A modernization program beginning in the 1880s when the first steel-hulled warships stimulated the American steel industry, and "the new steel navy" was born. This rapid expansion of the U.S. Navy and its easy victory over the Spanish Navy in 1898 brought a new respect for American technical quality. Rapid building of at first pre-dreadnoughts, then dreadnoughts brought the U.S. in line with the navies of countries such as Britain and Germany. In 1907, most of the Navy's battleships, with several support vessels, dubbed the Great White Fleet, were showcased in a 14-month circumnavigation of the world. Ordered by President Theodore Roosevelt, it was a mission designed to demonstrate the Navy's capability to extend to the global theater. By 1911, the U.S. had begun building the super-dreadnoughts at a pace to eventually become competitive with Britain. The 1911 also saw the first naval aircraft with the navy which would lead to the informal establishment of United States Naval Flying Corps to protect shore bases. It was not until 1921 US naval aviation truly commenced.
World War I and interwar years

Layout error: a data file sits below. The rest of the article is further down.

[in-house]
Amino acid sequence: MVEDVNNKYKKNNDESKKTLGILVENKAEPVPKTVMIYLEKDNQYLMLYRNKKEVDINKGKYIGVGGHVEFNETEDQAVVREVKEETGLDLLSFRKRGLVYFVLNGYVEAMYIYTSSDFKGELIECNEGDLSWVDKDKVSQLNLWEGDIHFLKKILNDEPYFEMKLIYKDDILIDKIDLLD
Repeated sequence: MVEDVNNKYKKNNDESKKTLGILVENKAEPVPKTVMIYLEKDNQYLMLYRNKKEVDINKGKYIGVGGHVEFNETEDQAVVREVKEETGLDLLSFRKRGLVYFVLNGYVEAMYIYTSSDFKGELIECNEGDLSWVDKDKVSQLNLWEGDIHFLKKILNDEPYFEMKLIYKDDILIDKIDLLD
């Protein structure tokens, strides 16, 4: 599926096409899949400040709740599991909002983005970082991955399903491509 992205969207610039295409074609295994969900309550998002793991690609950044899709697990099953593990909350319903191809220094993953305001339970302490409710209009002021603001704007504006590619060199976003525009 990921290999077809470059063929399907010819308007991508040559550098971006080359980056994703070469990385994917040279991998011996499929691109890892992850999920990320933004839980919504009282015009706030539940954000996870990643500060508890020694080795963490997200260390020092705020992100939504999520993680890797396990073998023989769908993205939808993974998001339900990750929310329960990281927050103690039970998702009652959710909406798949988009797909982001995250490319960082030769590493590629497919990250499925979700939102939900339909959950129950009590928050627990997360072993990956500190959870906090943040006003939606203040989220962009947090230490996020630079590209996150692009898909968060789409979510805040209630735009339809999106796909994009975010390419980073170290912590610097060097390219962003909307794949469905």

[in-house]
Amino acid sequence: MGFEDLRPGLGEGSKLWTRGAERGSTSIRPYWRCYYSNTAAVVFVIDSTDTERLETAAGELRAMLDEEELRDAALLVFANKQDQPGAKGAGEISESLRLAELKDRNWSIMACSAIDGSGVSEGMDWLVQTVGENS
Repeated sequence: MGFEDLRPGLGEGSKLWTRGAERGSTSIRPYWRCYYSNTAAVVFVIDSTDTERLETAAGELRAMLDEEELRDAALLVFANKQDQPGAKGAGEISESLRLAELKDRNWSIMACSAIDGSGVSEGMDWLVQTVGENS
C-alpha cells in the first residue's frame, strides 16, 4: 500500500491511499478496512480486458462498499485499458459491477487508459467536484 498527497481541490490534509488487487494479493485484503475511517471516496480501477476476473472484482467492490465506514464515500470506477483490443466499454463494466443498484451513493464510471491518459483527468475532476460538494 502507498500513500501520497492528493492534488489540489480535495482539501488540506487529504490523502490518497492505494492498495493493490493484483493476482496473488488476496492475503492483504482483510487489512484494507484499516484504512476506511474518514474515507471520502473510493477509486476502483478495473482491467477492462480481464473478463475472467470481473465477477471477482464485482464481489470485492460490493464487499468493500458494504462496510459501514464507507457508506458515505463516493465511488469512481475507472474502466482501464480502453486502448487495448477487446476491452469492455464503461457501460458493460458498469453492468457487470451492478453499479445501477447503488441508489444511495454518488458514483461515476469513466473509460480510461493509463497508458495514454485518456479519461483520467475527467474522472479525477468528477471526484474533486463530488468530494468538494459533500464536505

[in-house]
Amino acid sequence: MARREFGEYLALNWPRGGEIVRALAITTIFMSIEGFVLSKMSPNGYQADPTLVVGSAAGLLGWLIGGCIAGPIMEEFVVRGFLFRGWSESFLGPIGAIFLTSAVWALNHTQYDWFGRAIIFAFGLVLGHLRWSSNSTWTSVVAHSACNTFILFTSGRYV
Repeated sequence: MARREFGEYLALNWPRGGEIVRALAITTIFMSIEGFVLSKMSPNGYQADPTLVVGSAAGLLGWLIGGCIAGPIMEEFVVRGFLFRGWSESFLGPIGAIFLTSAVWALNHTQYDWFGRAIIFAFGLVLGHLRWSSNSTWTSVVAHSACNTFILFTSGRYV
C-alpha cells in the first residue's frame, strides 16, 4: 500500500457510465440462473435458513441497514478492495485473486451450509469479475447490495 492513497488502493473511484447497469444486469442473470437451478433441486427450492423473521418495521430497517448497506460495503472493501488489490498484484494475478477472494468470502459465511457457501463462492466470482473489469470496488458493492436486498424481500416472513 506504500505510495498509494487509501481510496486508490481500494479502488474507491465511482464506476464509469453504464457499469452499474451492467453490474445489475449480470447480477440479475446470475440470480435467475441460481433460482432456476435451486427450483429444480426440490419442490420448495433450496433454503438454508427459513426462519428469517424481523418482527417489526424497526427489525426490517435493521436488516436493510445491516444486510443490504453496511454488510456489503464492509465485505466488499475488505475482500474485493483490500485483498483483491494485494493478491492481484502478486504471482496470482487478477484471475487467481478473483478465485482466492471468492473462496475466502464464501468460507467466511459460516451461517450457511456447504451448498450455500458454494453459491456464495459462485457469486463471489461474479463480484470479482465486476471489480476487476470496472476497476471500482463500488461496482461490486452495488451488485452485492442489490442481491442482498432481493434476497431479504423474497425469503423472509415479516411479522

During World War I, the U.S. Navy spent much of its resources protecting and shipping hundreds of thousands of soldiers and marines of the American Expeditionary Force and war supplies across the Atlantic in U-boat infested waters with the Cruiser and Transport Force. It also concentrated on laying the North Sea Mine Barrage. Hesitation by the senior command meant that naval forces were not contributed until late 1917. Battleship Division Nine was dispatched to Britain and served as the Sixth Battle Squadron of the British Grand Fleet. Its presence allowed the British to decommission some older ships and reuse the crews on smaller vessels. Destroyers and U.S. Naval Air Force units like the Northern Bombing Group contributed to the anti-submarine operations. The strength of the United States Navy grew under an ambitious ship building program associated with the Naval Act of 1916.